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Proc Biol Sci. 2009 Mar 7;276(1658):935-43. doi: 10.1098/rspb.2008.1434.

Pollinator experience, neophobia and the evolution of flowering time.

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Department of Ecology and Evolutionary Biology, University of Toronto, Toronto, Ontario, Canada M5S 3G5.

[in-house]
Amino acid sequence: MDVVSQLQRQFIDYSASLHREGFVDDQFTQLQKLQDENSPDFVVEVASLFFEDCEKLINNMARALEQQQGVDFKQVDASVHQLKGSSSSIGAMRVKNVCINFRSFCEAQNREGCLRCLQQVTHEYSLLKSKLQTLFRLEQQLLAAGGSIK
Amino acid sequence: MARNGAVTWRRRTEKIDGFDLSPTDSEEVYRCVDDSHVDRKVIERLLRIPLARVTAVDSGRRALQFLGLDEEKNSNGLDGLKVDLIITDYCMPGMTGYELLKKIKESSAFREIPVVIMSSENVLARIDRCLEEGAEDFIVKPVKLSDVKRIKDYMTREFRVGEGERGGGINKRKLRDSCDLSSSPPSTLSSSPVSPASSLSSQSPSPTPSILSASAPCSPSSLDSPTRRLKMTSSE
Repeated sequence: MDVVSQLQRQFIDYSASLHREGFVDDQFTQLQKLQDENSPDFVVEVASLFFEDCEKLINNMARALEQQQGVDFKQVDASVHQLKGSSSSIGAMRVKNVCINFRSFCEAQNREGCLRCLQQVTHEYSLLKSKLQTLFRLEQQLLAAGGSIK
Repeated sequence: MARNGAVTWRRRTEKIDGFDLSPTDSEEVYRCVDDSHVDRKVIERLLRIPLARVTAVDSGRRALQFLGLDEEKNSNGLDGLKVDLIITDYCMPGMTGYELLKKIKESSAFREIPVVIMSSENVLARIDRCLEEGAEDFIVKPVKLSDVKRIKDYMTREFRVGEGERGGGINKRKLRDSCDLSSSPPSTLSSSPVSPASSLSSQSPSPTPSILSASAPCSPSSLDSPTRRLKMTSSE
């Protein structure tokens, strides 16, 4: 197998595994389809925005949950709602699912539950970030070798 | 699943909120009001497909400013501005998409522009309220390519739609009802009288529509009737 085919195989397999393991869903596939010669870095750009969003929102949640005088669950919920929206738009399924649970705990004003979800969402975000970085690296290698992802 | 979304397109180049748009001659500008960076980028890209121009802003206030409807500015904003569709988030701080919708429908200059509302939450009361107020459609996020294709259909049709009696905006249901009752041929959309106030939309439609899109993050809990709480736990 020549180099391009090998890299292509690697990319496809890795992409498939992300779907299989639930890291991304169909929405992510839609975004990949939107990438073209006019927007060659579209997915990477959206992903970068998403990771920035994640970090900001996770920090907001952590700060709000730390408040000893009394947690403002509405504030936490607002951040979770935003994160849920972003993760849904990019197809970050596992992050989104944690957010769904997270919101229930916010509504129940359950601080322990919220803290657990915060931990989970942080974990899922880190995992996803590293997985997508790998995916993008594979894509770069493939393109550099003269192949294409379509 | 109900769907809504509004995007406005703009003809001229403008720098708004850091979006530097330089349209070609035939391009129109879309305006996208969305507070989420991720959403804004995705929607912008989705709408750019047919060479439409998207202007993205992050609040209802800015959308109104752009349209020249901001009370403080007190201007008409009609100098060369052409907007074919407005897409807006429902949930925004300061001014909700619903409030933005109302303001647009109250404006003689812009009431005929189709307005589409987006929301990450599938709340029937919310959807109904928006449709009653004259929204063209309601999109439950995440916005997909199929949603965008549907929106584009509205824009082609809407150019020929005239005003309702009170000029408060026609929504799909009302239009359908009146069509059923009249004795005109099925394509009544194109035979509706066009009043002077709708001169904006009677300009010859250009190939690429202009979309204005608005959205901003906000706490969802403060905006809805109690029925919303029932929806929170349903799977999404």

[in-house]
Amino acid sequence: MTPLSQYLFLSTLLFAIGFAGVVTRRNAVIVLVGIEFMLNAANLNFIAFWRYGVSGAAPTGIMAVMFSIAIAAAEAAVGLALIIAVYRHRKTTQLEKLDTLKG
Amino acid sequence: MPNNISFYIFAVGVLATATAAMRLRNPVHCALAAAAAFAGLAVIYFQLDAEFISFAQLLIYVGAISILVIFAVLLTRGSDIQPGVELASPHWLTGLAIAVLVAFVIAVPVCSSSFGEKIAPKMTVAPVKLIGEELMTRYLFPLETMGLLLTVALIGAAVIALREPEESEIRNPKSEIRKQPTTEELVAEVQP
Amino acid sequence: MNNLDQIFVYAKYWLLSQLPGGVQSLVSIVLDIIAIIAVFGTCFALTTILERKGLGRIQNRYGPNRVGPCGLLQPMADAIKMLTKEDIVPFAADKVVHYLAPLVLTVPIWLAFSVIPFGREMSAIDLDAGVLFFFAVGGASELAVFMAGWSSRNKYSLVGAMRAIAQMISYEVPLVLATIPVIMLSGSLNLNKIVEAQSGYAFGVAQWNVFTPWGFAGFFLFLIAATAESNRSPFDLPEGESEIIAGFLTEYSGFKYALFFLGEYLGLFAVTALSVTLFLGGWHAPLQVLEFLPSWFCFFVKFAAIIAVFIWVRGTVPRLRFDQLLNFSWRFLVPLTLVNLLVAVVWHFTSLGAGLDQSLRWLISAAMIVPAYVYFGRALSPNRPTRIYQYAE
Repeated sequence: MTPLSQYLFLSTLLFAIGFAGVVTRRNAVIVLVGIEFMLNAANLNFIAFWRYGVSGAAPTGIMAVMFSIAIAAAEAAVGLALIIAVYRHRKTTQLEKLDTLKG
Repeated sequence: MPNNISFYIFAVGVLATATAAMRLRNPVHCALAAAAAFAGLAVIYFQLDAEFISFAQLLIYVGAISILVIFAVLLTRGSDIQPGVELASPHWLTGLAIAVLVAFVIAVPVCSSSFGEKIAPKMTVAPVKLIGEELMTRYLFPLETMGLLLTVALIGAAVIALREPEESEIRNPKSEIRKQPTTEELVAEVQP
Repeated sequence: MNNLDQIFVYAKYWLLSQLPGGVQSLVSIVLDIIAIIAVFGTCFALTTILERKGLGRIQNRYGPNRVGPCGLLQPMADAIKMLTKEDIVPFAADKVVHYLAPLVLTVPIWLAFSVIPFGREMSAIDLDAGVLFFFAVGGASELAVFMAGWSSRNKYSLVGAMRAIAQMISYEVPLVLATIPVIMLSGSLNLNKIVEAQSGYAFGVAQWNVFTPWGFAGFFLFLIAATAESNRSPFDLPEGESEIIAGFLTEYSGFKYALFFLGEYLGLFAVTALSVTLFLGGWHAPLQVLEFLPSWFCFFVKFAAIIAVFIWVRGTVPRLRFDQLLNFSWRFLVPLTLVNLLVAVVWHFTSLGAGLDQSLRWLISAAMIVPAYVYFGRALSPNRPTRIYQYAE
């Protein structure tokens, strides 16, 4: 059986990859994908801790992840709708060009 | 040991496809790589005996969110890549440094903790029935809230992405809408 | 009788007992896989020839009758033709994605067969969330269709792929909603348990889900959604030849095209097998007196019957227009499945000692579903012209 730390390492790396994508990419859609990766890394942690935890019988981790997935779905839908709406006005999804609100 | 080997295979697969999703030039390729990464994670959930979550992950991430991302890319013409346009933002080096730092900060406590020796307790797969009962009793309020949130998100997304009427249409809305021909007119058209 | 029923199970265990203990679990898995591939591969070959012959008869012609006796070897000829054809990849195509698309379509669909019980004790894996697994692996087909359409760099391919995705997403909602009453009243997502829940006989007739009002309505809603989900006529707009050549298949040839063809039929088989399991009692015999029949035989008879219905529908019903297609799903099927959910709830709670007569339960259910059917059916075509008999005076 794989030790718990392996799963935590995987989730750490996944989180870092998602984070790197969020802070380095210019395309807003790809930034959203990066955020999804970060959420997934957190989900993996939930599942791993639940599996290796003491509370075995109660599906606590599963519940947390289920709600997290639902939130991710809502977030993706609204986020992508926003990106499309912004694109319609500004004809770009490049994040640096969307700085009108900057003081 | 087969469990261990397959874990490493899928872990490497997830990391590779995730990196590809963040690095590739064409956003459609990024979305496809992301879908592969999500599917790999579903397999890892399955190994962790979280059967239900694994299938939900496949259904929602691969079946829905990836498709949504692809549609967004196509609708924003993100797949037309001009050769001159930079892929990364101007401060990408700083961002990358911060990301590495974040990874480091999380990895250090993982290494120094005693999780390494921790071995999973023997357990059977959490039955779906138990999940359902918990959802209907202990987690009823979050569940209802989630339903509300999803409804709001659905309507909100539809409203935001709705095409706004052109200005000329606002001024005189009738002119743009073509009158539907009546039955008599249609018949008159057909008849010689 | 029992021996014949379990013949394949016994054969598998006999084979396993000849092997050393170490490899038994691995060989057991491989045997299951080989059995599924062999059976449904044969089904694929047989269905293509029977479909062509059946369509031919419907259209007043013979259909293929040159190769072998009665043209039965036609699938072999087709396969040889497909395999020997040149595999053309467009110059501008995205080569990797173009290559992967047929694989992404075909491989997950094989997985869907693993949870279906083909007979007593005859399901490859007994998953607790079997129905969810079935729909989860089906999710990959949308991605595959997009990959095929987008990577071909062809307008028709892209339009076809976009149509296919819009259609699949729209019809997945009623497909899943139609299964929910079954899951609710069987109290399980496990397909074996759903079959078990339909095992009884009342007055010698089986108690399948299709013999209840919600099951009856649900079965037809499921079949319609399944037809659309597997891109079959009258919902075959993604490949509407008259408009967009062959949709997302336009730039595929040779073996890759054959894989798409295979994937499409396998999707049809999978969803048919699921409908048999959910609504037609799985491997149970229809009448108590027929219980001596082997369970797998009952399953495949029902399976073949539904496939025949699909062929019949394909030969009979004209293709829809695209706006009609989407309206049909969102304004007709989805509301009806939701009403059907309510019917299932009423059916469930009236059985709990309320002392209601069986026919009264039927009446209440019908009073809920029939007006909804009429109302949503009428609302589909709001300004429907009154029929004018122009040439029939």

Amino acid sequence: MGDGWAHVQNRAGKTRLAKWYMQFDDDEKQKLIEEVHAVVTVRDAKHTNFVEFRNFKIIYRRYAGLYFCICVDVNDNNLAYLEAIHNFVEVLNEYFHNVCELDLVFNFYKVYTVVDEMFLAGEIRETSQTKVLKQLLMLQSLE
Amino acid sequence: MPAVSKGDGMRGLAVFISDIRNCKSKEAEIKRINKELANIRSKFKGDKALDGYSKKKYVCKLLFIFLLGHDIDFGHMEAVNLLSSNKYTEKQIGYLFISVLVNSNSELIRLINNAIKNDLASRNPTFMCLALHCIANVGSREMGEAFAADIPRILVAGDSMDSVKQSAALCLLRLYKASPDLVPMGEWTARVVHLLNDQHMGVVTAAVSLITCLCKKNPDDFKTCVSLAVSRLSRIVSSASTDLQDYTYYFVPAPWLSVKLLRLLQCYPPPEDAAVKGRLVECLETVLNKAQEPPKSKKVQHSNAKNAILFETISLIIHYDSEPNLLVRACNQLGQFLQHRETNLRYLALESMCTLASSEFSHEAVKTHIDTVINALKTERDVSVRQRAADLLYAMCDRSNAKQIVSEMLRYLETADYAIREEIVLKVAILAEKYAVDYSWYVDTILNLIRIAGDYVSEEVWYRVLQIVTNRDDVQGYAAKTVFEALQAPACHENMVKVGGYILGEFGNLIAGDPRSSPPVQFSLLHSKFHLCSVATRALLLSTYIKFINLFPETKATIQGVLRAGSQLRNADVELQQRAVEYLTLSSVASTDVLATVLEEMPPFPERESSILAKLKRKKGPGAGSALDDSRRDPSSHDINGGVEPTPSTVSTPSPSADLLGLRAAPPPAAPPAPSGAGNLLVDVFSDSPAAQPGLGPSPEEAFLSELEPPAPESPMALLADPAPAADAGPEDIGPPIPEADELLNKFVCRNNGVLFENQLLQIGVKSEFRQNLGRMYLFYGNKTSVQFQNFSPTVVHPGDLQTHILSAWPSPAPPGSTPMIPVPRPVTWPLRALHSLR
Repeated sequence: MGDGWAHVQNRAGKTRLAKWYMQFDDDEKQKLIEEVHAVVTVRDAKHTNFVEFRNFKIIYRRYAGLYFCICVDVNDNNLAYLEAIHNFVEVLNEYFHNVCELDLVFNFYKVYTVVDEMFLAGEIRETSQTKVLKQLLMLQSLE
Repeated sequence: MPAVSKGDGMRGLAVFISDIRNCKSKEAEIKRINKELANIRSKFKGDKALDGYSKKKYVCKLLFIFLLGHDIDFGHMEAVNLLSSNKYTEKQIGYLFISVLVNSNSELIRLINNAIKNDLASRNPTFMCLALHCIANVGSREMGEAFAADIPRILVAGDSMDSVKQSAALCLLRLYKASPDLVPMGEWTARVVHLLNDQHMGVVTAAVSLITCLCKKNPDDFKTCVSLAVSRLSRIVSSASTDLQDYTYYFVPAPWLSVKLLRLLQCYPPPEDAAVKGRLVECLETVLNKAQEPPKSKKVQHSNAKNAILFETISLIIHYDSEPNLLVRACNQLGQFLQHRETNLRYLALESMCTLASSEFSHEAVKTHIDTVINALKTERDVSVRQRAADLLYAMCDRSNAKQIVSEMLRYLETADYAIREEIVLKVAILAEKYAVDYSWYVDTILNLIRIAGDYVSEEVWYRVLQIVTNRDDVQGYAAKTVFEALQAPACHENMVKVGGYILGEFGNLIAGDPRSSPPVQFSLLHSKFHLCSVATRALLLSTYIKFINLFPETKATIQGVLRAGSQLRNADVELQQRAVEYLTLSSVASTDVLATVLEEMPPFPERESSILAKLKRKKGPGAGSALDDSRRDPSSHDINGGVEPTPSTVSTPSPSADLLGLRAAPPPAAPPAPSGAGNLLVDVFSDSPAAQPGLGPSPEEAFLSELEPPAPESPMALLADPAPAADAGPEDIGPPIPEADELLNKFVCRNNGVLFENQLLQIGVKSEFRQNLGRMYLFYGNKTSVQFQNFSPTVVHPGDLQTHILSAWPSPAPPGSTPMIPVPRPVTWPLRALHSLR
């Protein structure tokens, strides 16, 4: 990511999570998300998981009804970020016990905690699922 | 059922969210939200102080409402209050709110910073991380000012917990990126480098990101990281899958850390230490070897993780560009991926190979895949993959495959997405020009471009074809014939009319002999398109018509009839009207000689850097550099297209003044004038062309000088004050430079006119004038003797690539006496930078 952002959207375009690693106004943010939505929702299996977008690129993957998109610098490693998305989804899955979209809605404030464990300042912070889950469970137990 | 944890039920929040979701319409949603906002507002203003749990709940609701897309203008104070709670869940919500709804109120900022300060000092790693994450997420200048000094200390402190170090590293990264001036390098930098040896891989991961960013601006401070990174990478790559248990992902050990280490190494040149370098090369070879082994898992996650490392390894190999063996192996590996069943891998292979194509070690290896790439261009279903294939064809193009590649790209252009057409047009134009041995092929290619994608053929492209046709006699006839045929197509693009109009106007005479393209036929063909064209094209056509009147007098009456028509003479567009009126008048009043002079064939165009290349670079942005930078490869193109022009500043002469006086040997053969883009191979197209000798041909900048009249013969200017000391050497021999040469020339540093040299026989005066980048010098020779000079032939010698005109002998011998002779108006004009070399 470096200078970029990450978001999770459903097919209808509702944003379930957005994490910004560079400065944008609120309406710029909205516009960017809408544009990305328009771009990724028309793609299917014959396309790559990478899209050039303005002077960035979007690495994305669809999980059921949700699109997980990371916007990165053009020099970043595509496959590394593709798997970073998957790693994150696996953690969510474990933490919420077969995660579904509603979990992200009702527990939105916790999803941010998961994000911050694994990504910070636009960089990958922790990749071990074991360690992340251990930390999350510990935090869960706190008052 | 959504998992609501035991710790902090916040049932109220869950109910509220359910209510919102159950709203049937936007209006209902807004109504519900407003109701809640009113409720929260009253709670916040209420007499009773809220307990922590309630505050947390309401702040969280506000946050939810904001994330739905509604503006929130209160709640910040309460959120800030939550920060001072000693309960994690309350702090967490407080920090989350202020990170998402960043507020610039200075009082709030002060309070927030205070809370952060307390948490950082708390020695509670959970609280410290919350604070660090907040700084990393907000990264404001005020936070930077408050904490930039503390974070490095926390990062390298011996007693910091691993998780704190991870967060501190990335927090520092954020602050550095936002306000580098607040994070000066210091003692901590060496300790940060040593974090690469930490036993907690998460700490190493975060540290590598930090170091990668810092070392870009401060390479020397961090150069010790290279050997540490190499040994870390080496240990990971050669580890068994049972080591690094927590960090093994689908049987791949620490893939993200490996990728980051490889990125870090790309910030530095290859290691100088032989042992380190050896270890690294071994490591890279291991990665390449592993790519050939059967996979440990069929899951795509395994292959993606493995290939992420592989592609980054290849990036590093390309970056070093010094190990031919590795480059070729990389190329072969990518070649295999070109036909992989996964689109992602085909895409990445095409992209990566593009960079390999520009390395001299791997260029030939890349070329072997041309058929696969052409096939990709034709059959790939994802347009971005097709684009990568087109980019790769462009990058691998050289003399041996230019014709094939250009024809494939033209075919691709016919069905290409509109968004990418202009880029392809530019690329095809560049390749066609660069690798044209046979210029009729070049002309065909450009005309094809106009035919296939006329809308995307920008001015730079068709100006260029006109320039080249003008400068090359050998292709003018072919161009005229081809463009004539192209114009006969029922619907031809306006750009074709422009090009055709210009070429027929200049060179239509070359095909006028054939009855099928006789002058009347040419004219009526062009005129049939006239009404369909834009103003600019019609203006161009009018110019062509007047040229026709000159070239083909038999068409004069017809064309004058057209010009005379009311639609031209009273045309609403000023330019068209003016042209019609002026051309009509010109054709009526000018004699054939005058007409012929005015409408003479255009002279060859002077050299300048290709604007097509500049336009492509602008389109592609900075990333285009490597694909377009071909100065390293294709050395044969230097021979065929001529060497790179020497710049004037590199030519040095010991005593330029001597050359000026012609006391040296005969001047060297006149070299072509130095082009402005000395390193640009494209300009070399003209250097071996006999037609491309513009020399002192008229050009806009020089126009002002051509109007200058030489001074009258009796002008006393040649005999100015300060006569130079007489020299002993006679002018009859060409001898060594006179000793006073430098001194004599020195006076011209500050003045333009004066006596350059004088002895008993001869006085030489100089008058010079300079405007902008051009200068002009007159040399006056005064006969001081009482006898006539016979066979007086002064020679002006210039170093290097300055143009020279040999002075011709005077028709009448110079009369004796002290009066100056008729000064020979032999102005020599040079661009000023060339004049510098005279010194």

Environmental changes, such as current climate warming, can exert directional selection on reproductive phenology. In plants, evolution of earlier flowering requires that the individuals bearing genes for early flowering successfully reproduce; for non-selfing, zoophilous species, this means that early flowering individuals must be visited by pollinators. In a laboratory experiment with artificial flowers, we presented captive bumble-bees (Bombus impatiens) with flower arrays representing stages in the phenological progression of a two-species plant community: Bees that had been foraging on flowers of one colour were confronted with increasing numbers of flowers of a second colour. Early flowering individuals of the second 'species' were significantly under-visited, because bees avoided unfamiliar flowers, particularly when these were rare. We incorporated these aspects of bee foraging behaviour (neophobia and positive frequency dependence) in a simulation model of flowering-time evolution for a plant population experiencing selection against late flowering. Unlike simple frequency dependence, a lag in pollinator visitation prevented the plant population from responding to selection and led to declines in population size. Pollinator behaviour thus has the potential to constrain evolutionary adjustments of flowering phenology.

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